In May, Mental Health Awareness Month brings topics for discussion around self-care, finding the right therapist, or practicing mindfulness have become popular discussions, and in the last few years mental health has become front of mind in higher education. The pandemic elevated pre-existing concerns of college students’ mental health; according to Active Minds, 39% of students in college experience a significant mental health issue, additionally, 67% young adults (18-24 years old) with anxiety or depression don’t seek treatment. Students who are struggling mentally are likely struggling academically and tend to be less engaged in their campus community as well.
But what are we doing now as higher education support staff? Even prior to the pandemic, college wellness centers were struggling to meet the demand created by students’ mental health needs. Currently only about 40% of students believe their university is doing enough to support their mental health. Some universities have adopted telehealth services to bridge the clinician gap, but this approach frequently falls short in terms of creating wrap around services (holistic support to ensure all needs of the student are addressed) and a warm hand-off (direct referrals made between support staff) when a student needs more than just a therapist.
The pandemic disrupted students’ ability to create a sense of belonging on their campuses; as a result, they lack support systems as they seek help with their finances, academics, career exploration, and physical and mental health. At Chicago Scholars, we primarily serve first-generation, low-income students, and we know it’s best to have multiple avenues of support that help our Scholars manage their feelings effectively. During the summer before college, we make sure our Scholars know the resources they have available to them, both on campus and through our organization. Our team often refers Scholars to their school’s wellness center, where they can access not only counseling services, but they can also receive resources related to life skills. Moving out and being on your own is a big life transition. College students are not only navigating academics and building their social connections, but they also need to learn how to follow a budget, stock a healthy fridge, make their own medical appointments, exercise, and most importantly manage their own time.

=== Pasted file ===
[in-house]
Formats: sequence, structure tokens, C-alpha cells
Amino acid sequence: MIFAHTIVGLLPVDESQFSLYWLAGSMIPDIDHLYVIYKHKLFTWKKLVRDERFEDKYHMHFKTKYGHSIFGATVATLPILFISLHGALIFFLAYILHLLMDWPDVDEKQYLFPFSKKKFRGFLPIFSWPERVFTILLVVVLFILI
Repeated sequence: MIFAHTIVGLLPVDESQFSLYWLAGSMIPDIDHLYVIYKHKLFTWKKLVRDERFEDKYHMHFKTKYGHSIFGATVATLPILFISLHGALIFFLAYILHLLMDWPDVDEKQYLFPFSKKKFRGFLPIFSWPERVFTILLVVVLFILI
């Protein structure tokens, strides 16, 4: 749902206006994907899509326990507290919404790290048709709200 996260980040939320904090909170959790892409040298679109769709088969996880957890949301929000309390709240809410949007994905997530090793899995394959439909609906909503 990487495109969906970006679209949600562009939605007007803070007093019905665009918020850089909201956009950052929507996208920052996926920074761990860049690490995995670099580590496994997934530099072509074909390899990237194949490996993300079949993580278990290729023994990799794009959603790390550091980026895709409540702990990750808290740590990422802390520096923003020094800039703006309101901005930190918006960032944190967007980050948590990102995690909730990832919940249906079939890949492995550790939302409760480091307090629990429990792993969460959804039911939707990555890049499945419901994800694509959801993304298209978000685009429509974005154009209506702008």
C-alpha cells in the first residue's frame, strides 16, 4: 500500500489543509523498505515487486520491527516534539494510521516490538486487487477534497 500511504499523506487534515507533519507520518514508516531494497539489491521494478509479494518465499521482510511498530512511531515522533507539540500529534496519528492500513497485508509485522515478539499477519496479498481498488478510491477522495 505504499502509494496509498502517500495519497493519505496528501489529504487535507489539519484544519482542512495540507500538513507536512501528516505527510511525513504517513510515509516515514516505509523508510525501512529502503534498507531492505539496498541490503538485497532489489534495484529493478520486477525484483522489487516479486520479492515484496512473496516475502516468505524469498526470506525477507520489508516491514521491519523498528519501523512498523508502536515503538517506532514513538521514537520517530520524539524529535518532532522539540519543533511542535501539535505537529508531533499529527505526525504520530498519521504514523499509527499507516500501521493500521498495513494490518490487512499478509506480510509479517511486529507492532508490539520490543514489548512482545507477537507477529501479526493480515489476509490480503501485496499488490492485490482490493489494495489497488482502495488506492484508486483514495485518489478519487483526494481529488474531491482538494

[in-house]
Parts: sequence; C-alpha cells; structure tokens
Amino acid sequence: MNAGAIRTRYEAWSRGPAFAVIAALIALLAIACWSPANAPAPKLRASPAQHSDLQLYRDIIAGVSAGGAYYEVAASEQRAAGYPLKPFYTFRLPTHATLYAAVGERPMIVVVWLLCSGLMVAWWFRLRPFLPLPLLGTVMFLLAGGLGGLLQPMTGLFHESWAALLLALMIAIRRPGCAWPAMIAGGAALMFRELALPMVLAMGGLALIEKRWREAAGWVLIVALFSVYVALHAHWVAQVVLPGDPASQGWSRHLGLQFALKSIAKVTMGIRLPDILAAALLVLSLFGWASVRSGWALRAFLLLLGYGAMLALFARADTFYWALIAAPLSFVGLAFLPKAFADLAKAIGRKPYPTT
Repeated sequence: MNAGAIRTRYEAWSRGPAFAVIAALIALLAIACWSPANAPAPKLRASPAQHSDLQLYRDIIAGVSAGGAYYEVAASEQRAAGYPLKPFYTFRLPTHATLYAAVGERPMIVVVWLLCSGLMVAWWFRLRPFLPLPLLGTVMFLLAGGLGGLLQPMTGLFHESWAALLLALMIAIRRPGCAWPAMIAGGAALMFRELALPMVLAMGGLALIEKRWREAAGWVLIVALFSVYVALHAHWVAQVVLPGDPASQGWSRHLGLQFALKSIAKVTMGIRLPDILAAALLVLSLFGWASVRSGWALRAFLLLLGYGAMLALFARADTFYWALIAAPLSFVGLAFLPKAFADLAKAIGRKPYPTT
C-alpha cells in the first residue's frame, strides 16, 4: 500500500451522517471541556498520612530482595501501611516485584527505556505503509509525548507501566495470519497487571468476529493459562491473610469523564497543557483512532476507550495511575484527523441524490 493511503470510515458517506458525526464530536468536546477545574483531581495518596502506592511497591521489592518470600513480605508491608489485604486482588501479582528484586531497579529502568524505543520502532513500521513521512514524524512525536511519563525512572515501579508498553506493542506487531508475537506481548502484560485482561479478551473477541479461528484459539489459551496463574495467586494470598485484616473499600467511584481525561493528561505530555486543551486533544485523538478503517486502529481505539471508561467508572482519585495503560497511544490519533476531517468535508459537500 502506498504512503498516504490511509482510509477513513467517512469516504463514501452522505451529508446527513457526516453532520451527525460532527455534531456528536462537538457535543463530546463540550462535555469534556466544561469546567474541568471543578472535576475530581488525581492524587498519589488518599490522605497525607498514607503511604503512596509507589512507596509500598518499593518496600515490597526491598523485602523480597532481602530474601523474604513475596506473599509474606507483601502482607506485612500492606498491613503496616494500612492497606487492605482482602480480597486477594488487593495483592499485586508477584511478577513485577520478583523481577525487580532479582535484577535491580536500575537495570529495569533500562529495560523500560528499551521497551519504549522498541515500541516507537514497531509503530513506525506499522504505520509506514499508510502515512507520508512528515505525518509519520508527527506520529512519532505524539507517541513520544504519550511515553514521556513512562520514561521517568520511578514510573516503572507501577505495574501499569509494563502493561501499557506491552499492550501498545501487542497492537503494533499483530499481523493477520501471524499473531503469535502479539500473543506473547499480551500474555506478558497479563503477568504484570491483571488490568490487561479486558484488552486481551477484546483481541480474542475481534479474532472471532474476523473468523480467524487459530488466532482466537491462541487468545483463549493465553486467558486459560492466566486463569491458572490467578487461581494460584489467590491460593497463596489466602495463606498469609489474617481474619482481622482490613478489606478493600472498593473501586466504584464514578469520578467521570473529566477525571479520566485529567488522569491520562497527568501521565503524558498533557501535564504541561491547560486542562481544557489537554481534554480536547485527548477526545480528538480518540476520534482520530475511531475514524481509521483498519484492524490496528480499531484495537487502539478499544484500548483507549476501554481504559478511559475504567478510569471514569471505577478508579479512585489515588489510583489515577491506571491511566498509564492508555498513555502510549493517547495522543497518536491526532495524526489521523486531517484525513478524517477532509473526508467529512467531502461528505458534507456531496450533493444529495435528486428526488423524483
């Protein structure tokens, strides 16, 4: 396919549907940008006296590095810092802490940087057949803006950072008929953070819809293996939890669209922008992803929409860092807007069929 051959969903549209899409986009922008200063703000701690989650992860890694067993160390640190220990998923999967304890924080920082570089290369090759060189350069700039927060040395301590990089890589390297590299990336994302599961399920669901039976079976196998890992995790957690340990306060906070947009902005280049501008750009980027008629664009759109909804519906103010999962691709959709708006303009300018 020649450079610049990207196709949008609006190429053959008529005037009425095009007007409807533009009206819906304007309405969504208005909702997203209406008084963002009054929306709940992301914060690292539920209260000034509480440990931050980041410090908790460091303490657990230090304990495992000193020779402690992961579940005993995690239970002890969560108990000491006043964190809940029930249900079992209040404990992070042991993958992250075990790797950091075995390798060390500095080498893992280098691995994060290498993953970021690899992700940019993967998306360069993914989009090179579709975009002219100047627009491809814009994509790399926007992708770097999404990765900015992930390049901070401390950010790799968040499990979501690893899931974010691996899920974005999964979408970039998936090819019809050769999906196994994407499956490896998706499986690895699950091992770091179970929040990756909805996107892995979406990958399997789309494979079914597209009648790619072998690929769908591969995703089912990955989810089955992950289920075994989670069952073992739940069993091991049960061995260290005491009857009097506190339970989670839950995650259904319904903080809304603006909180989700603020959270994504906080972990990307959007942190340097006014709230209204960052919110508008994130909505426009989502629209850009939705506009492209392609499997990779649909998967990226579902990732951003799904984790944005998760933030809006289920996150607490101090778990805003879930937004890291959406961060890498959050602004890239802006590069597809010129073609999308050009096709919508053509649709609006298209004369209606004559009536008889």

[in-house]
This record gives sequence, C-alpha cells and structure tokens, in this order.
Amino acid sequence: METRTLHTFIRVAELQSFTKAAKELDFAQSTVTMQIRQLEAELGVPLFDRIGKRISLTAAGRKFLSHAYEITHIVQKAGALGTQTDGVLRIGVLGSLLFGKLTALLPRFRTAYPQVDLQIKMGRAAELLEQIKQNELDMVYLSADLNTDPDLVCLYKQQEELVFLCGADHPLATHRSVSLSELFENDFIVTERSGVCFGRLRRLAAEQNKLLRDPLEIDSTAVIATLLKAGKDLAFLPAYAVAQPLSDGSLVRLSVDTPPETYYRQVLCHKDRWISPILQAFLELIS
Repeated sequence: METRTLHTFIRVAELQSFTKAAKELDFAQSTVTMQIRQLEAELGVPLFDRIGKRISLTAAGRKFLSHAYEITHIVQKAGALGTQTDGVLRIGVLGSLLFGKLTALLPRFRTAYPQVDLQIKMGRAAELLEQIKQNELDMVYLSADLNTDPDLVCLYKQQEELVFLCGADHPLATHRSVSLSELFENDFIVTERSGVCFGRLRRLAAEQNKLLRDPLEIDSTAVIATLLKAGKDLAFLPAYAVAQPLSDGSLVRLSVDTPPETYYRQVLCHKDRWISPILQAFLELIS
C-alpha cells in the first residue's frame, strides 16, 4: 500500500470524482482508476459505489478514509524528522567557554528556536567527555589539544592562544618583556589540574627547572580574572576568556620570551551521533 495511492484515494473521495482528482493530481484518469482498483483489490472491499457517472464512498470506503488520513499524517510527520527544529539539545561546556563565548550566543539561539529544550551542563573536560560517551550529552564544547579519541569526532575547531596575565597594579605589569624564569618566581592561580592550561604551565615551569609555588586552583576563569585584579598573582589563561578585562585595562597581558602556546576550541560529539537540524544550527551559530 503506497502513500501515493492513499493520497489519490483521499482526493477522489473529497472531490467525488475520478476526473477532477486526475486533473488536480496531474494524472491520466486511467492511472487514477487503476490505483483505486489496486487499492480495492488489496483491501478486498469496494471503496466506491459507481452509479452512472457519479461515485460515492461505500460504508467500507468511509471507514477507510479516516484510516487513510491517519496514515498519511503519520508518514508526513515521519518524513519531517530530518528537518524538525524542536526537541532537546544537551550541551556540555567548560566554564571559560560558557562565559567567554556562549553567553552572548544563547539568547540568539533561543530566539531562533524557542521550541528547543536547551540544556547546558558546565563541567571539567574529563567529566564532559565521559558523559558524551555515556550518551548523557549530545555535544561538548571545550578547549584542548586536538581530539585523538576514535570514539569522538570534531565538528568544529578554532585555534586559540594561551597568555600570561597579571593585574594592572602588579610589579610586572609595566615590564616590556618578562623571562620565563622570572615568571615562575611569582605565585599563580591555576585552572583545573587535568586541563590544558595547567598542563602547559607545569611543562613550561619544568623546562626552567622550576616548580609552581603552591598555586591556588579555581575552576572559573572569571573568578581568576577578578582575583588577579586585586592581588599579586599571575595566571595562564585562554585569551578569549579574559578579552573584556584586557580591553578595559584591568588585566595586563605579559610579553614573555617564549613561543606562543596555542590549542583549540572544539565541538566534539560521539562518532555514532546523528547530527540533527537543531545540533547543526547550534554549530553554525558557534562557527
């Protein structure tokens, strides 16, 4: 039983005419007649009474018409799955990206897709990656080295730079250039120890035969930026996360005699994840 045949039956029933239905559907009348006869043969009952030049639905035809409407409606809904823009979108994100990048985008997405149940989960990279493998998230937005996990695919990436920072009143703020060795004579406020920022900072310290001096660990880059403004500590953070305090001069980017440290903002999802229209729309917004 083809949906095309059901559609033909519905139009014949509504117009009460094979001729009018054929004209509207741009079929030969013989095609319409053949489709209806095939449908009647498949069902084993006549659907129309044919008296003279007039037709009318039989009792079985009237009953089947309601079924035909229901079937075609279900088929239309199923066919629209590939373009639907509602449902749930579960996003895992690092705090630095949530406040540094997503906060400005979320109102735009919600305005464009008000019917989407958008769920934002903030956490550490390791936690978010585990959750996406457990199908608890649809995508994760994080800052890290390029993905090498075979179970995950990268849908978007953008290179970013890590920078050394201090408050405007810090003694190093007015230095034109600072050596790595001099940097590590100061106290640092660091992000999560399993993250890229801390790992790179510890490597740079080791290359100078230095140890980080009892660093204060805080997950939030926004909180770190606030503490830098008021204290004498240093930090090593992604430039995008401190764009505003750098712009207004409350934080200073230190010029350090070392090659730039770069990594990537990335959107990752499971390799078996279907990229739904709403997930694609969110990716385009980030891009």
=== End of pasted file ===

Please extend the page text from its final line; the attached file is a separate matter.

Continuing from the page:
It can be hard for a first-year college student to recognize they need help, so in the last several years, we’ve made strides to incorporate wellness and mental health into all our college success programming. At Chicago Scholars, we pair first-years with a mentor who checks in with them at least once a month. These conversations give Scholars a chance to not only talk about classes, but to work through the challenges involved in adjusting to their new environment. We’ve forged partnerships that allow some Scholars to access free mental health services and continuing to add more of these opportunities. Our staff has taken advantage of professional development opportunities to better support our Scholars including QPR (question, persuade, refer) training and becoming certified as Mental Health First Aiders. Additionally, our Lifeline Emergency Fund supports our students’ basic needs like rent or groceries to help reduce stress and keep Scholars enrolled.
Mental health has evolved into a top priority for higher education and the students we serve. The pandemic taught us that having mental health support and providing staff with a multitude of tools is the best way to meet the diverse needs of our students. Use this May to learn what other organizations and colleges are doing to address college students’ mental health. If you want to partner with Chicago Scholars to provide support for our college Scholars, contact our College Success team at firstname.lastname@example.org.